Feb 7, 2020 - Health

Vaccine candidate for coronavirus on track for human trials in April

A scientist is at work in the VirPath university laboratory as they try to find an effective treatment against 2019-nCoV. Photo: Jeff Pachoud/AFP via Getty Images

The National Institutes of Health and biotech company Moderna, one of several companies working to develop treatment for the novel coronavirus, are on track for human clinical trials for a vaccine in two and half months, National Institute of Allergy and Infectious Diseases director Anthony Fauci, said in a press briefing Friday.

Why it matters: If the trials prove effective, the vaccine could help protect people from future outbreaks. The researchers were able to successfully take the virus's genetic code and express proteins for animal trials. “I’m happy to tell you there are no glitches so far," Fauci said.

Go deeper: Billionaires and multinationals donate to fight coronavirus

Go deeper

Experimental coronavirus vaccine to be tested on humans

Anthony Fauci, director of the National Institute of Allergy and Infectious Diseases. Photo: Win McNamee/Getty Images

The vaccine that the National Institute of Allergy and Infectious Diseases (NIAID) and drugmaker Moderna have been developing to combat the coronavirus is ready to be tested on humans, NIAID director Anthony Fauci told the Wall Street Journal.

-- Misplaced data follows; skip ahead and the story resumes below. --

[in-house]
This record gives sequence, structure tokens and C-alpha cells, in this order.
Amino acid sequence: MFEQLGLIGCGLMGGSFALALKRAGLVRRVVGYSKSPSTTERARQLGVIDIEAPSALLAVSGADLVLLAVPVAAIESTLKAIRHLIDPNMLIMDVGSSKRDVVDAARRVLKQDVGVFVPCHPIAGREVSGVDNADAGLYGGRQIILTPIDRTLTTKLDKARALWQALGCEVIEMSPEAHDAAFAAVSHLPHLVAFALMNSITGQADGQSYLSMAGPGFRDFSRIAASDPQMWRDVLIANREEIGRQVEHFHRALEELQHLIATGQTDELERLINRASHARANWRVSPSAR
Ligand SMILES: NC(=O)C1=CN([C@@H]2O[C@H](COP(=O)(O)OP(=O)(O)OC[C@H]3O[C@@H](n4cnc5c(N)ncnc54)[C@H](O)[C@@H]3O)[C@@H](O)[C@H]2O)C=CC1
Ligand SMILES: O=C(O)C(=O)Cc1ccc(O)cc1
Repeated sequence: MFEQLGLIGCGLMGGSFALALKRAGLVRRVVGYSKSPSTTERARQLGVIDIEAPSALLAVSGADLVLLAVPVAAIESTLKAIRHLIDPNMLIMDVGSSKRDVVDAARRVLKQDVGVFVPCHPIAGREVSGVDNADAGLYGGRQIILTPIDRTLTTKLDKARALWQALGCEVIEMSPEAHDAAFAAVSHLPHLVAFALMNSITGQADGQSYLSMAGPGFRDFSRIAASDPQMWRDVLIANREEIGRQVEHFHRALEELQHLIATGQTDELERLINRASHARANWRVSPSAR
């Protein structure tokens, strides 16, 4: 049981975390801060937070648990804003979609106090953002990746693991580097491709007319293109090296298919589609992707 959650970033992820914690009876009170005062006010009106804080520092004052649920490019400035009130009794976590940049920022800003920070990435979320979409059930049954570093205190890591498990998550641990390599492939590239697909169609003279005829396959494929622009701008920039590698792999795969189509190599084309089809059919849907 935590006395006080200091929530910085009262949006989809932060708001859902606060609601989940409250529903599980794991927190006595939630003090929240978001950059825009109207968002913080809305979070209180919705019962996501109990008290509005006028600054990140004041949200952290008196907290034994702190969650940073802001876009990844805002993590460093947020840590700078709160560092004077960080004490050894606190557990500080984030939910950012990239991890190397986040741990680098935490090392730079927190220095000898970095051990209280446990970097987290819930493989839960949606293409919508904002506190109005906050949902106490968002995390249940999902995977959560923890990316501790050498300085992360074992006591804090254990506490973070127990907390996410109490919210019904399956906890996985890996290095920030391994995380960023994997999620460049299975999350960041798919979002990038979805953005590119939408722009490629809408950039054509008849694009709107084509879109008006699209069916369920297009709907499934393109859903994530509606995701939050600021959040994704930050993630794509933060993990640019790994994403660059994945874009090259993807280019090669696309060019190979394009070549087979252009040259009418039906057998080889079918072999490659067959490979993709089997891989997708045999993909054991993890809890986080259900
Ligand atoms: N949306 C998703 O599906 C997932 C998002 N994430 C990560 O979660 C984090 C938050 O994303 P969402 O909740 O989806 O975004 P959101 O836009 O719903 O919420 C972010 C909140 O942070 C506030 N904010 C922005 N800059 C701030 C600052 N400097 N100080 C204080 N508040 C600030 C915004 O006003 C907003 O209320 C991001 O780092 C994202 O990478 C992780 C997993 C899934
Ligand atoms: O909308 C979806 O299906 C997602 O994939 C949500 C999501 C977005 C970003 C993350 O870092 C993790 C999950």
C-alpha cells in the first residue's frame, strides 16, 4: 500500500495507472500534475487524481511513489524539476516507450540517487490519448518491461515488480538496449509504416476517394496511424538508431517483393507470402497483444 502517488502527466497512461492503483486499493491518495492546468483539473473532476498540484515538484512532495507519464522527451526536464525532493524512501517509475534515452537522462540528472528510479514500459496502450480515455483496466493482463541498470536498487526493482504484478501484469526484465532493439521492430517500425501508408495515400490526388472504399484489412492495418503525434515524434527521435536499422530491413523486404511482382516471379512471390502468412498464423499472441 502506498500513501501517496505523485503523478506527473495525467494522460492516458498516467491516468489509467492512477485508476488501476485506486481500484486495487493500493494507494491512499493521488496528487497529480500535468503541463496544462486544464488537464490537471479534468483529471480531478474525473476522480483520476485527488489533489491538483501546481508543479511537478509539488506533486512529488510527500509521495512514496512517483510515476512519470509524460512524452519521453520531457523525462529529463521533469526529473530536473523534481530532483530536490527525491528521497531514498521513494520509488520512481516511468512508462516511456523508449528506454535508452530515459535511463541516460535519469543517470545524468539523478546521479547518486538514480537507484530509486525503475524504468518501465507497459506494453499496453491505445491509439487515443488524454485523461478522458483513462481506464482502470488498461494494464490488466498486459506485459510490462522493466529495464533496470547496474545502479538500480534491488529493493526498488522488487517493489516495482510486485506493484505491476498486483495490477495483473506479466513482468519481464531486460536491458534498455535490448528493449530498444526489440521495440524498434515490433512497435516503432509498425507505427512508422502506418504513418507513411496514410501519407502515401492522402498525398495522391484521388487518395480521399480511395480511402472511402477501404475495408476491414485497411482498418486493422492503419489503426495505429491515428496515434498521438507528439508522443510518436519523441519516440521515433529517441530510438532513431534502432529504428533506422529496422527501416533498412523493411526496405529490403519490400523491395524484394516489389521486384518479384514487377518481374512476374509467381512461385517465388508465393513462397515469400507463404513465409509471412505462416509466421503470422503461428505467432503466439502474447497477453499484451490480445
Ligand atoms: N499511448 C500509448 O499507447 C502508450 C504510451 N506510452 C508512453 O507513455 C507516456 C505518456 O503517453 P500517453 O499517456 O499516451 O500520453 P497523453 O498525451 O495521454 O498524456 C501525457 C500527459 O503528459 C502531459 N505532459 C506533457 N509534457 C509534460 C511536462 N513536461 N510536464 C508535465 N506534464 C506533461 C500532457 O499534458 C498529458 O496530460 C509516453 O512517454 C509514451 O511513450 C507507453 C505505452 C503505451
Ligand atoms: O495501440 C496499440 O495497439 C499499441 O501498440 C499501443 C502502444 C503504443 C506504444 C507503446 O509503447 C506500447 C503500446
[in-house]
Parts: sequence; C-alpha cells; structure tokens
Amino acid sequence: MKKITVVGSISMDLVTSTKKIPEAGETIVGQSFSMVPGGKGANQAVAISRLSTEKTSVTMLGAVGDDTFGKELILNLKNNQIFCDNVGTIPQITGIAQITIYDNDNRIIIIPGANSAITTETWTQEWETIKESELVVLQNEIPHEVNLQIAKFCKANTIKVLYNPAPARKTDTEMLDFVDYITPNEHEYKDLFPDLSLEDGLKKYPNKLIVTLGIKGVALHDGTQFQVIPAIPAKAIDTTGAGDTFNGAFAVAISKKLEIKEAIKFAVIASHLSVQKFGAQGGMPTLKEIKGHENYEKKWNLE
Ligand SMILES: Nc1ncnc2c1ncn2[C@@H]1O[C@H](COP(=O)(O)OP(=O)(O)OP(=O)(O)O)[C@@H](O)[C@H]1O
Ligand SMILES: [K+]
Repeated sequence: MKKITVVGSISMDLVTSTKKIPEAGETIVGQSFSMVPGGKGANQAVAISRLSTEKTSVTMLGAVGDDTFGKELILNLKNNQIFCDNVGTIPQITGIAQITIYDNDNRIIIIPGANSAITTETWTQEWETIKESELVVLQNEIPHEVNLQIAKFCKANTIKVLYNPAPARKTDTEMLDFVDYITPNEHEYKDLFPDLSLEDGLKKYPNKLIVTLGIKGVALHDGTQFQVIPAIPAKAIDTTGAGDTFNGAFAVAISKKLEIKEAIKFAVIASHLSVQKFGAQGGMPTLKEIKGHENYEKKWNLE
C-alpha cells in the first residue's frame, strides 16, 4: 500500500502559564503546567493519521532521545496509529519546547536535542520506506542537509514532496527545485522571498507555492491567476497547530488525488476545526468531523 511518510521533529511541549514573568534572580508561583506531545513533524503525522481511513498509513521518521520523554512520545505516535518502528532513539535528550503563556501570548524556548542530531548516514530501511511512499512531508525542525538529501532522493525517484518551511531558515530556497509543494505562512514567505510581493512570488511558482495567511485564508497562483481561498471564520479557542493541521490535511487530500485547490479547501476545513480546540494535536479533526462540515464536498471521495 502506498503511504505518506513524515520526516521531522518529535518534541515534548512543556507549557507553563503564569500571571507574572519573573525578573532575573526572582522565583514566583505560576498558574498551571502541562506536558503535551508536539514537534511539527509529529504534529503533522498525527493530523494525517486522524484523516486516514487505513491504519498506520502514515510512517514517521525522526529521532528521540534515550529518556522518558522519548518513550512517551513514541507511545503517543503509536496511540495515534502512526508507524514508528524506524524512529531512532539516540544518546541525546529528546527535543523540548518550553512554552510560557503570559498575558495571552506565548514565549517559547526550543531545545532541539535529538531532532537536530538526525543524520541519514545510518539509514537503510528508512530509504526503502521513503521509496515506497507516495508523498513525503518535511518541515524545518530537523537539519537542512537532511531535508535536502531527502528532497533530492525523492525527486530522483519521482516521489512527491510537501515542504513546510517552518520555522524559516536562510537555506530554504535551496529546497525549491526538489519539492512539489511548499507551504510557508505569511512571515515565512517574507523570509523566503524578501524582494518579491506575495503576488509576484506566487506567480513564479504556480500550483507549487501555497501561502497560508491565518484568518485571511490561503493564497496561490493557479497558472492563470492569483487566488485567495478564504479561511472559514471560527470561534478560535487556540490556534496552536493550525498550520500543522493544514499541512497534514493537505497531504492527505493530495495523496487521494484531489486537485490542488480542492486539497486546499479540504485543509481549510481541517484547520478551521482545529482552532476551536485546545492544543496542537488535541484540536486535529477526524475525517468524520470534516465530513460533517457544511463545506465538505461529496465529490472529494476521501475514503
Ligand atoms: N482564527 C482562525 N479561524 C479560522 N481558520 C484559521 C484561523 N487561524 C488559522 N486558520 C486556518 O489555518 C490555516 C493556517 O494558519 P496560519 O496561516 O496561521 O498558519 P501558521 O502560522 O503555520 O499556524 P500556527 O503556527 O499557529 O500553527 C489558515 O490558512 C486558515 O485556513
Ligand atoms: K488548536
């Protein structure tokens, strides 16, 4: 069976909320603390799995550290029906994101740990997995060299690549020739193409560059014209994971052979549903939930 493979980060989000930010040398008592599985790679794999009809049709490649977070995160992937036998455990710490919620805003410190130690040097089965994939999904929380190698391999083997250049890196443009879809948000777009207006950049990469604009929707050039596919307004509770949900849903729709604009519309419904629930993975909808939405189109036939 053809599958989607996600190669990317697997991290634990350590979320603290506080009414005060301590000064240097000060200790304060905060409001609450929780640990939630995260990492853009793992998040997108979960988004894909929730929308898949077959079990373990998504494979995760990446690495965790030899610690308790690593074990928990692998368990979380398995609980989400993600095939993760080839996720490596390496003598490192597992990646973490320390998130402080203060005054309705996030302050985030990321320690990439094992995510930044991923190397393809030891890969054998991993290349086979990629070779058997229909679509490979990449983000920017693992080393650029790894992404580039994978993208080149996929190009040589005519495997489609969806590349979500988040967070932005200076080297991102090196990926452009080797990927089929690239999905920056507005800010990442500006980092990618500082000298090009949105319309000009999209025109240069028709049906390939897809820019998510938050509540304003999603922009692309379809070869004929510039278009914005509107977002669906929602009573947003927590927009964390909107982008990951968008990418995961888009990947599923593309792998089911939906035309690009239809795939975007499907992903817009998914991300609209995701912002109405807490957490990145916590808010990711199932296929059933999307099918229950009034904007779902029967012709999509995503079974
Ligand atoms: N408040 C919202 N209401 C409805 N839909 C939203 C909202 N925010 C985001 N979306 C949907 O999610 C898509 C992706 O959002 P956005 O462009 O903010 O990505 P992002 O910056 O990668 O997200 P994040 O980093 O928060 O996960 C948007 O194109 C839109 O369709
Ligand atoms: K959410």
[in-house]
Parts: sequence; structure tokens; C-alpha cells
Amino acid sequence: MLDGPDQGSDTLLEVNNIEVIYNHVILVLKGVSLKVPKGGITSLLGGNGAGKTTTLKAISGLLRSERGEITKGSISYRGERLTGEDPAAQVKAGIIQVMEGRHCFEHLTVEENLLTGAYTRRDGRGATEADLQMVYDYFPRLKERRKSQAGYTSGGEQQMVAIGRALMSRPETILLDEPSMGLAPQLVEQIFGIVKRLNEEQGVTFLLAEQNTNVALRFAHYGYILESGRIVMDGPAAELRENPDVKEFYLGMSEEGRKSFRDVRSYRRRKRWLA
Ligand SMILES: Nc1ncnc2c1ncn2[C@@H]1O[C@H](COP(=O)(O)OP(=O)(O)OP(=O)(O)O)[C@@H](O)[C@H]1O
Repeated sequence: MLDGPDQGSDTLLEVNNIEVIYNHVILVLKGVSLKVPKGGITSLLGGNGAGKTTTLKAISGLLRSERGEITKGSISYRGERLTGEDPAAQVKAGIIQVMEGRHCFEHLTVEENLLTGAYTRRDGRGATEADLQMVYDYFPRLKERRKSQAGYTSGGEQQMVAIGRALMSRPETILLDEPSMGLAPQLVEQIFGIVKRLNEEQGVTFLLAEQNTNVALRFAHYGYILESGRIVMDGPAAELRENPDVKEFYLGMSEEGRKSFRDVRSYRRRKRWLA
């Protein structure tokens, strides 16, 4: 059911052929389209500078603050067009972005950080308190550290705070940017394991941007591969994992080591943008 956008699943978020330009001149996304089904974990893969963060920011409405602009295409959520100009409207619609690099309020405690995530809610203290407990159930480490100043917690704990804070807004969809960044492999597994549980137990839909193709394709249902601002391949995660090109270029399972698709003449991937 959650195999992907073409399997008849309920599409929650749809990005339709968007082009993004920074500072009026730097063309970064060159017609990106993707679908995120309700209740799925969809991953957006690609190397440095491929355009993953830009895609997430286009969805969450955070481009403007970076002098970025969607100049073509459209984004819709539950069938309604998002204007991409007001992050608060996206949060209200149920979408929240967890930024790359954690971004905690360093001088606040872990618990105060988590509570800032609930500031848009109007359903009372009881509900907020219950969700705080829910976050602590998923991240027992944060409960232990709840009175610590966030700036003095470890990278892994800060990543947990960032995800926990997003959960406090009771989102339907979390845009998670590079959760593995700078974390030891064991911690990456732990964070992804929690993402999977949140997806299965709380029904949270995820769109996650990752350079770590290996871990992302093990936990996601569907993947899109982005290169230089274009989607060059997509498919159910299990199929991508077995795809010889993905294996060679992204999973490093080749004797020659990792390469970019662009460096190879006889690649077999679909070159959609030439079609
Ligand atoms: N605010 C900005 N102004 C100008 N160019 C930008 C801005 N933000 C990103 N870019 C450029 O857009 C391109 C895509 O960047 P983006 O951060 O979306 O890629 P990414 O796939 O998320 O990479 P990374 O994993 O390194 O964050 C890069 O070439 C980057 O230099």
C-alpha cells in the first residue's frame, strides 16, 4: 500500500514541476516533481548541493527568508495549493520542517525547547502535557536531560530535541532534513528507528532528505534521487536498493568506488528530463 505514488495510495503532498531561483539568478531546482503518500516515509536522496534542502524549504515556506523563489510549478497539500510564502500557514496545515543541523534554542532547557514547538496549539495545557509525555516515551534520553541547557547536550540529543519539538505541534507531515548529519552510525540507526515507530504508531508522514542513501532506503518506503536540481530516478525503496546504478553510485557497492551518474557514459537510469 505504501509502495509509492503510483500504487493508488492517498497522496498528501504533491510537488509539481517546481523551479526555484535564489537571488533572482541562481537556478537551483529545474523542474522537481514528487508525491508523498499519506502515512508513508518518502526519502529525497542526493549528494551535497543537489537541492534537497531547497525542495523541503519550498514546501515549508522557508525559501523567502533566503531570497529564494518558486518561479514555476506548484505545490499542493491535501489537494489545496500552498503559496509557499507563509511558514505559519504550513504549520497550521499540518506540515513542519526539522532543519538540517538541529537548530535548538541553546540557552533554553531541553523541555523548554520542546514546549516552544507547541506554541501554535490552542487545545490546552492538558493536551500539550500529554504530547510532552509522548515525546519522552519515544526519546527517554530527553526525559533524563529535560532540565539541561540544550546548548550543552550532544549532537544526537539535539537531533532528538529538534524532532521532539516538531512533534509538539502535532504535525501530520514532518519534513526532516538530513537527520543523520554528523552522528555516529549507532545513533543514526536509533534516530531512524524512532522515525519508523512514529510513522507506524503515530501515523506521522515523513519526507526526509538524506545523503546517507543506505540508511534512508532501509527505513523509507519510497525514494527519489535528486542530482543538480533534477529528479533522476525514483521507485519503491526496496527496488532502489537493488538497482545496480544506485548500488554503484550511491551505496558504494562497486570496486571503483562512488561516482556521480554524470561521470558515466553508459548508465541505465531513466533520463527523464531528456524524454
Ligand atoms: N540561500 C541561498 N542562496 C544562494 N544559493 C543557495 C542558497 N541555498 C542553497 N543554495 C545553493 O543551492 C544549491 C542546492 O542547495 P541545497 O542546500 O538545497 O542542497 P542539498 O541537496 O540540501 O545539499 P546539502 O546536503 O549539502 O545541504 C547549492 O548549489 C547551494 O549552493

The state of play: The rapidly developed vaccine will be tested on 20–25 healthy volunteers in April to determine whether two doses will be safe and generate an immune response to protect against infection. Results will be available in July or August, Fauci told WSJ.

Go deeperArrowFeb 24, 2020 - Health

NIH has no big drug manufacturer on board to make its coronavirus vaccine

Anthony Fauci speaks at a Feb. 7 press conference on coronavirus developments. Photo: Samuel Corum/Getty Images

A leading U.S. health official said Tuesday it's "very frustrating" that no major drug firm has yet offered to make a vaccine against the novel coronavirus that the National Institutes of Health is helping develop, STAT News reports.

Why it matters: When outbreaks of new worrisome pathogens start, governments may immediately start working on diagnostics, vaccines and treatments, but they also need a buy-in from drug companies that sometimes get burned if the outbreak suddenly peters out or the drug isn't successful.

Go deeperArrowFeb 12, 2020 - Health

Coronavirus vaccines in development aren't a short-term cure

Coronavirus under a microscope. Photo: BSIP/UIG Via Getty Images

There are a dozen research projects underway to try to come up with a vaccine for the Chinese coronavirus, Biocentury reports.

What's new: Drug maker Sanofi Pasteur is entering the race to develop a vaccine by partnering with the U.S. Biomedical Advanced Research and Development Authority — known as BARDA, the Department of Homeland Security announced Tuesday.

Go deeperArrowUpdated Feb 18, 2020 - Health